The Road to Becoming a NATA Accredited Inspection Body

Ross McKirdy and Paul Brown

Since 2008, Ironbark has acted as the independent technical assessor for the Public Lighting Approvals Network (PLAN).

In order to strengthen our standing as a respected, independent assessor of new street light technologies, Ironbark has sought and obtained National Association of Testing Authorities (NATA) accreditation as an Inspection Body.

This means that Ironbark has been assessed by NATA and found to comply with the requirements of ISO/IEC 17020 (the International Standard governing the requirements of inspection bodies) and to be technically competent to inspect street lights against those requirements of AS/NZS 1158.6 outlined in our Scope of Accreditation.

We've had a few councils ask us how we got to this stage and what the process was. So here's the story

What was the process of becoming a NATA lab?

The Short Version

Nearly 2 years of working with NATA to ensure all of our systems were in place (e.g. establishment of strict policies and procedures around quality assurance, impartiality and confidentiality, auditing, dealing with pressure from suppliers, document management; calibration and maintenance of inspection equipment, training of staff) and also answering lots of questions and an onsite assessment from the crew at NATA!

The Long Version

It all begins back in 2006, the year twitter was launched, Australia made the final sixteen of the World Cup and a former Beatle turned 64. At that time Australian councils had long sought to leverage their power by engaging collectively and collaboratively with key stakeholders such as electricity distribution businesses and regulators. Back in 2006 the Victorian Sustainable Public Lighting Action Group (VSPLAG), a group that involved around 60 councils from around Victoria and representatives from MAV and ICLEI Oceania, was formed to facilitate the installation of energy efficient street lighting.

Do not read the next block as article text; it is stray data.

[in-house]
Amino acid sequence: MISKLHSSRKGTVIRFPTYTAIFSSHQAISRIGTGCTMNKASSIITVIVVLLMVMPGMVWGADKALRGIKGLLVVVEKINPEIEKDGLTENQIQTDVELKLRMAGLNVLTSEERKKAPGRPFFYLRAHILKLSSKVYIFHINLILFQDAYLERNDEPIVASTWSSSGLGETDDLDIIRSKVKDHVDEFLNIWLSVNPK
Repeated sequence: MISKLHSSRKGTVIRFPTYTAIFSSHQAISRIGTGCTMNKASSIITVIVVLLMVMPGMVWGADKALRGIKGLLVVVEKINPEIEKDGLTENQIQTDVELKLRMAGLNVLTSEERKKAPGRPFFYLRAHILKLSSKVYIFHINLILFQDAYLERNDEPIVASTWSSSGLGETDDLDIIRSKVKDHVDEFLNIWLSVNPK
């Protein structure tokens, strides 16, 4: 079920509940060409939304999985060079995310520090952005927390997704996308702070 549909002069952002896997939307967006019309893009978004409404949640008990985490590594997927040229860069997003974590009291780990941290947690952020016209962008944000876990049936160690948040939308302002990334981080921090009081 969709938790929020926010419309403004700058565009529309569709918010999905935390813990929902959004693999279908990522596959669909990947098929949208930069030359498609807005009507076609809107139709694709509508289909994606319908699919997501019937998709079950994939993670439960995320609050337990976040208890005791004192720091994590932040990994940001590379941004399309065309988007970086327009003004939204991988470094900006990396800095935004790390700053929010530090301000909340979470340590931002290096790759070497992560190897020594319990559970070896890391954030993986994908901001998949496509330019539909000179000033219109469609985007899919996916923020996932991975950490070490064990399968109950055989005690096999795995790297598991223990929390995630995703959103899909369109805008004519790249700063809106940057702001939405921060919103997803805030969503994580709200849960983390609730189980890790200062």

Ironbark was the technical advisor to VSPLAG and Ironbark’s Paul Brown represented councils in negotiations with distribution businesses (DNSPs), along with Stuart Nesbitt who was at that time the Climate Change Action Officer at Darebin City Council.

In light of the experience and successes of VSPLAG and the barriers around new energy efficient light approvals, Ironbark established an administrative and technical advisory service in 2008 to support transparent and consistent technical recommendations for new street lighting technology and products. This support program is administered via a network that allows for effective communication and easy sharing of information.

Known as the Public Lighting Approvals Network (PLAN), the service is offered free of charge with all assessment costs incurred by technology manufacturers and suppliers. 

Ironbark’s role in PLAN has been to independently assess the technical and market suitability of dozens of new street lighting products against the requirements of the relevant Australian Standard, AS/NZS 1158.6, and the specific requirements of approval authorities. These assessments facilitated the approval of energy efficient street lights such as LED and Fluorescent T5s by DNSPs which are now being rolled out across the state in their hundreds of thousands.

In order to further streamline and fast-track this technical approvals process, as well as give stakeholders the confidence of a recognised standard, Ironbark thought it was a logical step to seek NATA accreditation.

We started that process in 2012 and now have NATA accreditation.

For more information we have an overview here, an FAQ section here or you can simply contact us.

*Please note that as of June 2017 Ironbark is no longer NATA accredited.